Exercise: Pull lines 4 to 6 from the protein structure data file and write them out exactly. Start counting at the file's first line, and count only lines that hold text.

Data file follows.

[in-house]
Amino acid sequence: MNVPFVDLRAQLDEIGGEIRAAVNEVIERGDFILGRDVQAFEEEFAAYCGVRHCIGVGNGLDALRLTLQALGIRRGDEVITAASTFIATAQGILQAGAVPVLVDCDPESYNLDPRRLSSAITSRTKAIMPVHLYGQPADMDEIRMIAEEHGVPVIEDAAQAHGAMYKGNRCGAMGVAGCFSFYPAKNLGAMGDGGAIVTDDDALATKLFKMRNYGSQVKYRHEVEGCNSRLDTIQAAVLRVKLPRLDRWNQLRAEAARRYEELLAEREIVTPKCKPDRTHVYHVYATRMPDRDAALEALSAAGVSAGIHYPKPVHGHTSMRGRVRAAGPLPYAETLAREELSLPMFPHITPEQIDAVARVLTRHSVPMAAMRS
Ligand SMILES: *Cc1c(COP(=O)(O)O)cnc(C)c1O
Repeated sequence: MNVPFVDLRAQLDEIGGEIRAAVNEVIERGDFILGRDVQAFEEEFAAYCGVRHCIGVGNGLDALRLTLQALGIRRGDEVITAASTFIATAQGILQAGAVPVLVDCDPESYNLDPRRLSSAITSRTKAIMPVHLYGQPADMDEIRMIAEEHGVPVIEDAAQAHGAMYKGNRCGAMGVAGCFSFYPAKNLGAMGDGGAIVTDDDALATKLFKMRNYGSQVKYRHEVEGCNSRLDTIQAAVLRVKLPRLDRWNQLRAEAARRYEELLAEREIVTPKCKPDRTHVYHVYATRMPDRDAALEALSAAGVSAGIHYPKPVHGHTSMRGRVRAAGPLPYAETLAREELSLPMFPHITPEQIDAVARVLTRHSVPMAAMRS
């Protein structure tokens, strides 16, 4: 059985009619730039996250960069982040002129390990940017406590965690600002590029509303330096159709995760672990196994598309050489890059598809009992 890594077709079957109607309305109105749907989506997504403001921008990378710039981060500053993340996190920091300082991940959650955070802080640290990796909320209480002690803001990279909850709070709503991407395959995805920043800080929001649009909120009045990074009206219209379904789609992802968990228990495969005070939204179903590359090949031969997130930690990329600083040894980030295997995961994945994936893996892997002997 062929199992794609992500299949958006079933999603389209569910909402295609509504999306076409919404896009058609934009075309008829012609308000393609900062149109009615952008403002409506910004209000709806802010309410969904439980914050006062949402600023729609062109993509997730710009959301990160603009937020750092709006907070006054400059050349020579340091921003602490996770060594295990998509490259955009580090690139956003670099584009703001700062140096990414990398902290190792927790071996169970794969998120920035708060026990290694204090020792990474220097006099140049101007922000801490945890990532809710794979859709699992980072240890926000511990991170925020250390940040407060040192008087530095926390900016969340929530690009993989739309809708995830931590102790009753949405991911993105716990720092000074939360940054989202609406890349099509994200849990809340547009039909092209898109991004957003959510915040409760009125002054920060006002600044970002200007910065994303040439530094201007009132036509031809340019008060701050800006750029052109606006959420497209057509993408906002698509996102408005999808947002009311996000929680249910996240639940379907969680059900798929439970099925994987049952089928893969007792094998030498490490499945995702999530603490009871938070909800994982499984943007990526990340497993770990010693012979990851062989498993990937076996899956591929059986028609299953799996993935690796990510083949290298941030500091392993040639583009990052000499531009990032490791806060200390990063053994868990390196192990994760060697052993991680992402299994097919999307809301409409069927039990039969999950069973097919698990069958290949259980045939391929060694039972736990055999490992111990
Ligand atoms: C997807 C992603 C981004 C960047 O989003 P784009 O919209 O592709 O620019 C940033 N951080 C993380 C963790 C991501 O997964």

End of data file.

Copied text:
Repeated sequence: MNVPFVDLRAQLDEIGGEIRAAVNEVIERGDFILGRDVQAFEEEFAAYCGVRHCIGVGNGLDALRLTLQALGIRRGDEVITAASTFIATAQGILQAGAVPVLVDCDPESYNLDPRRLSSAITSRTKAIMPVHLYGQPADMDEIRMIAEEHGVPVIEDAAQAHGAMYKGNRCGAMGVAGCFSFYPAKNLGAMGDGGAIVTDDDALATKLFKMRNYGSQVKYRHEVEGCNSRLDTIQAAVLRVKLPRLDRWNQLRAEAARRYEELLAEREIVTPKCKPDRTHVYHVYATRMPDRDAALEALSAAGVSAGIHYPKPVHGHTSMRGRVRAAGPLPYAETLAREELSLPMFPHITPEQIDAVARVLTRHSVPMAAMRS
């Protein structure tokens, strides 16, 4: 059985009619730039996250960069982040002129390990940017406590965690600002590029509303330096159709995760672990196994598309050489890059598809009992 890594077709079957109607309305109105749907989506997504403001921008990378710039981060500053993340996190920091300082991940959650955070802080640290990796909320209480002690803001990279909850709070709503991407395959995805920043800080929001649009909120009045990074009206219209379904789609992802968990228990495969005070939204179903590359090949031969997130930690990329600083040894980030295997995961994945994936893996892997002997 062929199992794609992500299949958006079933999603389209569910909402295609509504999306076409919404896009058609934009075309008829012609308000393609900062149109009615952008403002409506910004209000709806802010309410969904439980914050006062949402600023729609062109993509997730710009959301990160603009937020750092709006907070006054400059050349020579340091921003602490996770060594295990998509490259955009580090690139956003670099584009703001700062140096990414990398902290190792927790071996169970794969998120920035708060026990290694204090020792990474220097006099140049101007922000801490945890990532809710794979859709699992980072240890926000511990991170925020250390940040407060040192008087530095926390900016969340929530690009993989739309809708995830931590102790009753949405991911993105716990720092000074939360940054989202609406890349099509994200849990809340547009039909092209898109991004957003959510915040409760009125002054920060006002600044970002200007910065994303040439530094201007009132036509031809340019008060701050800006750029052109606006959420497209057509993408906002698509996102408005999808947002009311996000929680249910996240639940379907969680059900798929439970099925994987049952089928893969007792094998030498490490499945995702999530603490009871938070909800994982499984943007990526990340497993770990010693012979990851062989498993990937076996899956591929059986028609299953799996993935690796990510083949290298941030500091392993040639583009990052000499531009990032490791806060200390990063053994868990390196192990994760060697052993991680992402299994097919999307809301409409069927039990039969999950069973097919698990069958290949259980045939391929060694039972736990055999490992111990
Ligand atoms: C997807 C992603 C981004 C960047 O989003 P784009 O919209 O592709 O620019 C940033 N951080 C993380 C963790 C991501 O997964």